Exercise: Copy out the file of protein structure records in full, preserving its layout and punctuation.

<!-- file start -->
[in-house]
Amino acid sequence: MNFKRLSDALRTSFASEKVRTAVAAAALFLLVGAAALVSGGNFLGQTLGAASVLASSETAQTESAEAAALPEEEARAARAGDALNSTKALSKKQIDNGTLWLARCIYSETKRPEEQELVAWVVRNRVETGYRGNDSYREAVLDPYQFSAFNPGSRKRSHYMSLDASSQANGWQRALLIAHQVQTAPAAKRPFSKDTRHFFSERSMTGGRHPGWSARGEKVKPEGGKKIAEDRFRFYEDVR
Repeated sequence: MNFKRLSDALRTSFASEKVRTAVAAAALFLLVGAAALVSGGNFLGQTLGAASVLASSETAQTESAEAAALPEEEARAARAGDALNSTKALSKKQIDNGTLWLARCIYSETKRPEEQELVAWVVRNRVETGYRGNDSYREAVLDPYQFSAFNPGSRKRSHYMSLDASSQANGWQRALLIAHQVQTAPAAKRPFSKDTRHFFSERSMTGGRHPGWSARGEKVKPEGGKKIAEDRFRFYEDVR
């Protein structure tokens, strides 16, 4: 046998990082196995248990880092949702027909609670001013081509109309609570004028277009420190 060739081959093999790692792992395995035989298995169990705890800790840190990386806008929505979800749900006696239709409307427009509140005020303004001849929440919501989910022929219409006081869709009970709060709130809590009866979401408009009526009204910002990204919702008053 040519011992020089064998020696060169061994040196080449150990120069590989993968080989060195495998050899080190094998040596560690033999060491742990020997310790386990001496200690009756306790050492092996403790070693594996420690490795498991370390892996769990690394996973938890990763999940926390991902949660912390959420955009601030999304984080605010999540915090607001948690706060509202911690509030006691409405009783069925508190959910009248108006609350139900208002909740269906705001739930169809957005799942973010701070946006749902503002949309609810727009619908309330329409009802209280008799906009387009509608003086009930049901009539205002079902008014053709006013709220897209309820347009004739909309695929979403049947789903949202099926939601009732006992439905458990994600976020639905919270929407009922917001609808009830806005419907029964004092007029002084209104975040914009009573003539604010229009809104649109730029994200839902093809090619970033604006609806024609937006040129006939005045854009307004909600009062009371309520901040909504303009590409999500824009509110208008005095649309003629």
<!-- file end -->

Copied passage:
[in-house]
Amino acid sequence: MNFKRLSDALRTSFASEKVRTAVAAAALFLLVGAAALVSGGNFLGQTLGAASVLASSETAQTESAEAAALPEEEARAARAGDALNSTKALSKKQIDNGTLWLARCIYSETKRPEEQELVAWVVRNRVETGYRGNDSYREAVLDPYQFSAFNPGSRKRSHYMSLDASSQANGWQRALLIAHQVQTAPAAKRPFSKDTRHFFSERSMTGGRHPGWSARGEKVKPEGGKKIAEDRFRFYEDVR
Repeated sequence: MNFKRLSDALRTSFASEKVRTAVAAAALFLLVGAAALVSGGNFLGQTLGAASVLASSETAQTESAEAAALPEEEARAARAGDALNSTKALSKKQIDNGTLWLARCIYSETKRPEEQELVAWVVRNRVETGYRGNDSYREAVLDPYQFSAFNPGSRKRSHYMSLDASSQANGWQRALLIAHQVQTAPAAKRPFSKDTRHFFSERSMTGGRHPGWSARGEKVKPEGGKKIAEDRFRFYEDVR
């Protein structure tokens, strides 16, 4: 046998990082196995248990880092949702027909609670001013081509109309609570004028277009420190 060739081959093999790692792992395995035989298995169990705890800790840190990386806008929505979800749900006696239709409307427009509140005020303004001849929440919501989910022929219409006081869709009970709060709130809590009866979401408009009526009204910002990204919702008053 040519011992020089064998020696060169061994040196080449150990120069590989993968080989060195495998050899080190094998040596560690033999060491742990020997310790386990001496200690009756306790050492092996403790070693594996420690490795498991370390892996769990690394996973938890990763999940926390991902949660912390959420955009601030999304984080605010999540915090607001948690706060509202911690509030006691409405009783069925508190959910009248108006609350139900208002909740269906705001739930169809957005799942973010701070946006749902503002949309609810727009619908309330329409009802209280008799906009387009509608003086009930049901009539205002079902008014053709006013709220897209309820347009004739909309695929979403049947789903949202099926939601009732006992439905458990994600976020639905919270929407009922917001609808009830806005419907029964004092007029002084209104975040914009009573003539604010229009809104649109730029994200839902093809090619970033604006609806024609937006040129006939005045854009307004909600009062009371309520901040909504303009590409999500824009509110208008005095649309003629």